East Wall Stone, Burley Moor, West Yorkshire

Cup-Marked Stone:  OS Grid Reference – SE 13924 45493

Getting Here

East wall stone on the right

Follow the directions to reach the impressive Woofa Bank prehistoric enclosure.  You need to find the walling that constitutes the enclosure itself and walk along to its eastern side where you’ll reach an ‘opening’, as if it may once have been an entrance at that side of the enclosure.  A reasonably large sloping rock is on one side of this ‘entrance’.  You can’t really miss it!

Archaeology & History

Unlike many of the other petroglyphs found within the Woofa Bank enclosure, the design on this one is faint — very faint indeed (much like the recently uncovered triple-ring petroglyph by the Thimble Stones).  Comprising simply of a small cluster of cup-marks, you’ll struggle to see this one — unlike its compatriot on the western wall of the enclosure.

Looking down on the rock
Some very faint cupmarks

It consists of a single cup-mark on the northern edge of the stone, whilst on the sloping southern part of the rock are a number of very faint cups, eroded by them there millenia of Nature’s wind and weathering.  One or two of the cups are just visible in good lighting, but what are almost certainly a few more can be seen when the rock is wet and in low daylight hours.  It’s a design that’s probably only of interest to the hardcore petroglyph fanatics, but without doubt this is yet another carving within this obviously important prehistoric enclosure.

© Paul BennettThe Northern Antiquarian

 

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  53.905410, -1.789560 East Wall Stone

Conichan East, Glen Almond, Perthshire

Settlement:  OS Grid Reference – NN 84645 32074  —  NEW FIND

Getting Here

The setting of the remains

The setting of the remains

Park up and walk the long estate track up Glen Almond for nearly three miles until, on your left, you’ll see a small pond.  From here, walk up the slope and, about 100 yards above you, note the large solitary boulder ahead, above the dyke of a small walled stream, where the land levels out.  Just past the rock itself is the first of several remains.

Archaeology & History

First things first: the grid-reference cited here is centred upon the largest of several rings of stone found on this small grassy plateau, 150 yards north above the River Almond, just past the huge boulder.  It’s an impressive site – and a previously unrecorded one.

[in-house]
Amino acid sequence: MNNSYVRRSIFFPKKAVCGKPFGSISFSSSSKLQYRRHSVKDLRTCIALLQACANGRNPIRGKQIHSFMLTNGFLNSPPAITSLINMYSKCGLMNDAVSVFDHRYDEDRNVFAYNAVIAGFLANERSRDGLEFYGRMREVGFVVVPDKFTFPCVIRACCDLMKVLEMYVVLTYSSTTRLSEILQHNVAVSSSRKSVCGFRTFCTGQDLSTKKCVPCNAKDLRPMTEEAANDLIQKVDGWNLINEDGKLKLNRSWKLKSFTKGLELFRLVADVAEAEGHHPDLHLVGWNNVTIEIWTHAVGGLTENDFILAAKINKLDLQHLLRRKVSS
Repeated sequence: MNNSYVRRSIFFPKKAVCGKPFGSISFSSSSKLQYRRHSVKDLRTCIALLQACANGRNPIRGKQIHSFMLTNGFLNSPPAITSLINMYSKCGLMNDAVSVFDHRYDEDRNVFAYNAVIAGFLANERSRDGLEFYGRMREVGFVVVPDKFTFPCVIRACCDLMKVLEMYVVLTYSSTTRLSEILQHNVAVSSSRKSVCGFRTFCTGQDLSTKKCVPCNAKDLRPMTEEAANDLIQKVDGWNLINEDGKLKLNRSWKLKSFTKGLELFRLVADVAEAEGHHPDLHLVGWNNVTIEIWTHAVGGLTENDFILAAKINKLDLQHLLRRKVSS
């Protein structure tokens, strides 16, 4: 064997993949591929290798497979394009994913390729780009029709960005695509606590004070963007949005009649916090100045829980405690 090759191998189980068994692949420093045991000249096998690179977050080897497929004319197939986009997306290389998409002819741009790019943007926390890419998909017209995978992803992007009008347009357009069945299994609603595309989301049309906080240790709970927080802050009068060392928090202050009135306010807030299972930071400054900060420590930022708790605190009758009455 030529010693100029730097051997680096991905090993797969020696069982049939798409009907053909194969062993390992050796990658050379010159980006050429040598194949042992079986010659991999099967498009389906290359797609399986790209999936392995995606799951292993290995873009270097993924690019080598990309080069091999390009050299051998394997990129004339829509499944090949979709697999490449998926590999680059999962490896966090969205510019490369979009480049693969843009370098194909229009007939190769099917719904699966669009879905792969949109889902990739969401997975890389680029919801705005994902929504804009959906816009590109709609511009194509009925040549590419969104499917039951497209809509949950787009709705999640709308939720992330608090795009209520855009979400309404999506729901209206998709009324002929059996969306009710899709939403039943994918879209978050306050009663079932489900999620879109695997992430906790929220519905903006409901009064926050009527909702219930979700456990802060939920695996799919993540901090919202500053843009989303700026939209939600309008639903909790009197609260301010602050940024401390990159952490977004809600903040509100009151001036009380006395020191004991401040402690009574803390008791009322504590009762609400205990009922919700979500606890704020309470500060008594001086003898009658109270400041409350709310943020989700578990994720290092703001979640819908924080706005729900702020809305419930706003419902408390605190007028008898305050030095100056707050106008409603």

The raised ring of Conichan

The raised ring of Conichan

Looking southeast

Looking southeast

At least three large hut circles can be clearly seen on this small ridge, amidst a sea of prehistoric sites scattered all down this lonely Scottish glen.  When Paul Hornby, Lara Domleo and I meandered up here the other day (to visit the Clach na Tiompan megaliths), extensive prehistoric walling called my nose up the slopes to see if anything was hiding away—and a large prehistoric ring, more reminiscent of the Derbyshire stone circles and ring cairns than any hut circle, appeared before me.

The first and largest that I came across is the one immediately north of the huge boulder (which may have slight traces of ancient walling running up to it).  The large ring is clearly raised onto a flat level platform, with an entrance on its southern edge.  The ring itself measures, from outer-wall to outer-wall some 12 yards wide (E-W) and 11 yards N-S.  The northernmost section of the walling or stone embanked structure is built into the sloping hill to the rear, with the east and western walls constructed simply onto the flat land.  The walling itself is typical of prehistoric structures, comprising the usual mass of small stones packed within a number of larger upright stones; although much of it is very overgrown with centuries of vegetation.  The walling that constitutes the ring itself is between 1-2 yards across and about two-feet high above the present ground-level.

Second circular remains

Second circular remains

...and from another angle

…and from another angle

To the east of this is a smaller, roughly circular construction of similar form.  The rocks that make up this site are much more visible and may have been robbed and used in the more extensive walling above and the dykes below.  It is unclear whether the nature of this site is the same as that of the more defined circular enclosure we have just described.

The remains of a third structure was clearly evident a short distance to the east of this, but I didn’t have much time here and another visit is needed to make further assessments.  Iron Age walling and other undocumented prehistoric remains were also found close by.